Write It Into Being

Yesterday I mentioned that putting words to the page has an interesting way of committing you to a particular course of action.

It’s a powerful quirk of the brain, that handwriting solidifies your ideas, and moves you, ever so subtly, towards action.

We know that handwriting is deeply involved with creativity, healing and problem-solving, but I suspect it also has a part to play in consistency bias — our innate drive to act in a way that’s consistent with our previous behaviours.

The possibility that writing shapes your behaviour washes my nerdy little brain with glee.

It means that writing can be used as a catalyst, rather than just a method of record-keeping. Writing out your ideas, hopes and plans makes them just a tiny bit more real — they’ve been transformed from flickering electrical signals in your brain to tangible instructions on a page.

They might not be written as instructions, but your mind doesn’t really notice that. This is not just a woo-woo ‘where attention goes, energy flows’ cliché — it’s called selective attention, or inattention blindness.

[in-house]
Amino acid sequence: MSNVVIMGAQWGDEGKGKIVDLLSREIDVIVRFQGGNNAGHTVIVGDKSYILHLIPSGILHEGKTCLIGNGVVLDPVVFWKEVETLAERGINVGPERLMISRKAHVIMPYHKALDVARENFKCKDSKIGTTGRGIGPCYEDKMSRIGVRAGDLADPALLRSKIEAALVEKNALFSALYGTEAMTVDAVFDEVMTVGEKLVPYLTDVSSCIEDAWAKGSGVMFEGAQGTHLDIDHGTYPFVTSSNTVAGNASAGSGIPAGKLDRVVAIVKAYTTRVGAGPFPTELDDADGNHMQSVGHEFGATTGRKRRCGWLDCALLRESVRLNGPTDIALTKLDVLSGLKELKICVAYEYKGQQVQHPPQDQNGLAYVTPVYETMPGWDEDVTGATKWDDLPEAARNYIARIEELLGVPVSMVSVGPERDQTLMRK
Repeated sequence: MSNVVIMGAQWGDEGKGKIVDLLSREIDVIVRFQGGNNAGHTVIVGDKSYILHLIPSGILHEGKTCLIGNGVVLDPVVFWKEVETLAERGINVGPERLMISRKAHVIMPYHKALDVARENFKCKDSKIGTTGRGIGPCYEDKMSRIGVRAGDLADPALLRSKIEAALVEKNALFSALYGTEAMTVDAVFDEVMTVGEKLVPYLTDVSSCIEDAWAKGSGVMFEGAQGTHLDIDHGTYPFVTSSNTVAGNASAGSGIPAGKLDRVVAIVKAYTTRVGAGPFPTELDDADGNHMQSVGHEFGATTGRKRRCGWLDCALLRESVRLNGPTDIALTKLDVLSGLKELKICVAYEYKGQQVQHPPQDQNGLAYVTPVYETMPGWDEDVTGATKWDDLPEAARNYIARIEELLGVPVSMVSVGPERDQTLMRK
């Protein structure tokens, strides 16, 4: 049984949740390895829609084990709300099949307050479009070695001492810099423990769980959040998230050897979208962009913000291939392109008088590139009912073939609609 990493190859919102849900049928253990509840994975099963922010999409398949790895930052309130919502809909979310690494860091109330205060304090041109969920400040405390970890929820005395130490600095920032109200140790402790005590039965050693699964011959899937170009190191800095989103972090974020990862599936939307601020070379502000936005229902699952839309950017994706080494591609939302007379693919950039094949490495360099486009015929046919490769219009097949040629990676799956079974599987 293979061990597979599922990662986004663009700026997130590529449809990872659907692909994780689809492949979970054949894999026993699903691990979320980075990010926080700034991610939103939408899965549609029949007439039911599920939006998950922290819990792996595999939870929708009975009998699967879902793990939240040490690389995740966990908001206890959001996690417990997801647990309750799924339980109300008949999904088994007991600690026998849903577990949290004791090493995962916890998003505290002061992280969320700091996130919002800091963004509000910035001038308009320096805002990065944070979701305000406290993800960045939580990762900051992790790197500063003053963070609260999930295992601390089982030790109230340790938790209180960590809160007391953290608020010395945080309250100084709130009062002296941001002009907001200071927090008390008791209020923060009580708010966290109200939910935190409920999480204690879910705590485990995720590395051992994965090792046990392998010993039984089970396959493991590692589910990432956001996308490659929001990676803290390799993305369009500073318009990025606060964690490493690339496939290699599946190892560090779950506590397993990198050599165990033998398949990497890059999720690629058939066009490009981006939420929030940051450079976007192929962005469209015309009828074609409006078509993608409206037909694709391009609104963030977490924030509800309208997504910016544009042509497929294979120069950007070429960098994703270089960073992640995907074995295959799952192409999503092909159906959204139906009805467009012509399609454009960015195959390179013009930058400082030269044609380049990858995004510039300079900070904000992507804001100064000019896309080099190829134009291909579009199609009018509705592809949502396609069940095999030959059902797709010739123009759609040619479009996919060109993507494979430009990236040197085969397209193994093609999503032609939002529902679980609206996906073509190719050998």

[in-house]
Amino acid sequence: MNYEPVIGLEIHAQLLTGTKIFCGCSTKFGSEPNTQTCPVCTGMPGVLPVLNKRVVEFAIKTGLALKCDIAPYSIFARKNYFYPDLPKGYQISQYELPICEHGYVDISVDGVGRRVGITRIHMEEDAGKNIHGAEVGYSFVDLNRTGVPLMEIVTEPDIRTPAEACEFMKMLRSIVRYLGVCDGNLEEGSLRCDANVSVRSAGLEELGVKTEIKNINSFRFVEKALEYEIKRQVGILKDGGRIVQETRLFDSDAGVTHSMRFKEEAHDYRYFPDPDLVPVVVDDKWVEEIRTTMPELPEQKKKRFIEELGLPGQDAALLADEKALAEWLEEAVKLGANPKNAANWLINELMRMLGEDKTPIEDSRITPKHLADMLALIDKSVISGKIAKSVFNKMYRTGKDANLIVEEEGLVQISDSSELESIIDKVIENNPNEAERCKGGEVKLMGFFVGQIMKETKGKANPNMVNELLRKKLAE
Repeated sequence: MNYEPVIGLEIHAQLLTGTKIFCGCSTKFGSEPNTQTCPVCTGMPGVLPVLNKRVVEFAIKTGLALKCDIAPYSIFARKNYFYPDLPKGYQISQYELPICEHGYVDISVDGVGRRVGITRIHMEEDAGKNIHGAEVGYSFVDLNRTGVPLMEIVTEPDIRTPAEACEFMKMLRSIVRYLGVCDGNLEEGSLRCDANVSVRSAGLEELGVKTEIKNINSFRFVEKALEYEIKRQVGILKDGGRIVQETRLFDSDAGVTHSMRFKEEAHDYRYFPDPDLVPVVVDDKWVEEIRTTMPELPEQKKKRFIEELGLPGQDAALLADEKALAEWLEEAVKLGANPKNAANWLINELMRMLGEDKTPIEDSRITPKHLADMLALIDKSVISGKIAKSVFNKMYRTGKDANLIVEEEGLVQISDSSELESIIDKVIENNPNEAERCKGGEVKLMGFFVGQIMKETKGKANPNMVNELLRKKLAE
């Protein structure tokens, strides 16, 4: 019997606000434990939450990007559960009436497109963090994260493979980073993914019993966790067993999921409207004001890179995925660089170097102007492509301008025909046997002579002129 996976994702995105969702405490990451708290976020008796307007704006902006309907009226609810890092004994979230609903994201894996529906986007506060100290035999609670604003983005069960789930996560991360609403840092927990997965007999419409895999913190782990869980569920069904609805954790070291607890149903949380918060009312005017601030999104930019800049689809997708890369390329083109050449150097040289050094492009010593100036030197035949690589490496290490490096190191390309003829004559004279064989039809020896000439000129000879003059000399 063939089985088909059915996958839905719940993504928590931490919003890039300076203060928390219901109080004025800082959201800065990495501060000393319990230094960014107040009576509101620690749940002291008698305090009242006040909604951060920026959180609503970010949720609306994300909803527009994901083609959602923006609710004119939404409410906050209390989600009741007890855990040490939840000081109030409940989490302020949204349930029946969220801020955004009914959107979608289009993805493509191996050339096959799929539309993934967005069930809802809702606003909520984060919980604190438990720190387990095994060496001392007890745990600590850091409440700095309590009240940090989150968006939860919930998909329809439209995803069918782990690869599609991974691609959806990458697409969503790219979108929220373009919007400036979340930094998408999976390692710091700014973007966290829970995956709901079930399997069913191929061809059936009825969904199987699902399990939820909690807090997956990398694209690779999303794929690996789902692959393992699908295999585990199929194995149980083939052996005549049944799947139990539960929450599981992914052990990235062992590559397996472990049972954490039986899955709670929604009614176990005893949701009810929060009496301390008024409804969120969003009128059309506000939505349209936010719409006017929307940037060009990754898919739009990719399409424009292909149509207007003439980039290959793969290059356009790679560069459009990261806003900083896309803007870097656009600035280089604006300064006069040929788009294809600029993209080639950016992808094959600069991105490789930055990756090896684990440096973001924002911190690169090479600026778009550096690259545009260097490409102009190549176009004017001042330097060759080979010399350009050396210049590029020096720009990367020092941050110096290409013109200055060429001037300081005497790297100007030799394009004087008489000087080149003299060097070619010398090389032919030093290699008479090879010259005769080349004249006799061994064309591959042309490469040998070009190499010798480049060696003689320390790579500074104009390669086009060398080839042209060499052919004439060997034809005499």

(The exercise in this video is a good example of selective attention at work.)

When you write stuff down, you focus on it. In turn, you tend to act in alignment with what you’re focusing on.

In case it’s not obvious, THIS IS A BIG DEAL.

If you want something to change, start writing about it. The more you write about it, the more solutions will present themselves. The more solutions are available to you, the more uncomfortable it will become for you to do nothing — consistency bias doing its thing.

And if you have a dream, a hope, a desire that feels too fragile to be spoken, too precious to be told — write it down instead. The page is a safe haven, and you can slowly, carefully, write it into being.

It might not be instant. It might not be fun. It almost certainly won’t be easy. But it will be worth it.